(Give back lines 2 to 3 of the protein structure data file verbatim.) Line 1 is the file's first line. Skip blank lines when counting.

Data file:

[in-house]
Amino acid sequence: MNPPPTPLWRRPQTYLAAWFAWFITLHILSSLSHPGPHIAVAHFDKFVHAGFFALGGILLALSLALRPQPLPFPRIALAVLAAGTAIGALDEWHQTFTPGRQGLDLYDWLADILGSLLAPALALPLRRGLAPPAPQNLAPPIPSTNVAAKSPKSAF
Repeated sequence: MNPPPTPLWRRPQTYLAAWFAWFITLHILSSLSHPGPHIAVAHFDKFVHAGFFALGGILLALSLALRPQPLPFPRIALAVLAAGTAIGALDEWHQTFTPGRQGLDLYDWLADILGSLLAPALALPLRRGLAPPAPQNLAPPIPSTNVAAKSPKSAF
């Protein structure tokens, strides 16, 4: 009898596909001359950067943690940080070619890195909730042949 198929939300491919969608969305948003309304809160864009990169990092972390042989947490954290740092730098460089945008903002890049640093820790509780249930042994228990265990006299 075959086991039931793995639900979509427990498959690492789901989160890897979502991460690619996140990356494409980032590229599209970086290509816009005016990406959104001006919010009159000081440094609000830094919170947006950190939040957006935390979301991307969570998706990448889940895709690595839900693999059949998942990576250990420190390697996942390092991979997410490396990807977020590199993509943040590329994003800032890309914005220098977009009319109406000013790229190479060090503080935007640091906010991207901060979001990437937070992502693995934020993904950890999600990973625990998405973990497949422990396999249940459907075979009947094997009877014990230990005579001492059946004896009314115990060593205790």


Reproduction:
Amino acid sequence: MNPPPTPLWRRPQTYLAAWFAWFITLHILSSLSHPGPHIAVAHFDKFVHAGFFALGGILLALSLALRPQPLPFPRIALAVLAAGTAIGALDEWHQTFTPGRQGLDLYDWLADILGSLLAPALALPLRRGLAPPAPQNLAPPIPSTNVAAKSPKSAF
Repeated sequence: MNPPPTPLWRRPQTYLAAWFAWFITLHILSSLSHPGPHIAVAHFDKFVHAGFFALGGILLALSLALRPQPLPFPRIALAVLAAGTAIGALDEWHQTFTPGRQGLDLYDWLADILGSLLAPALALPLRRGLAPPAPQNLAPPIPSTNVAAKSPKSAF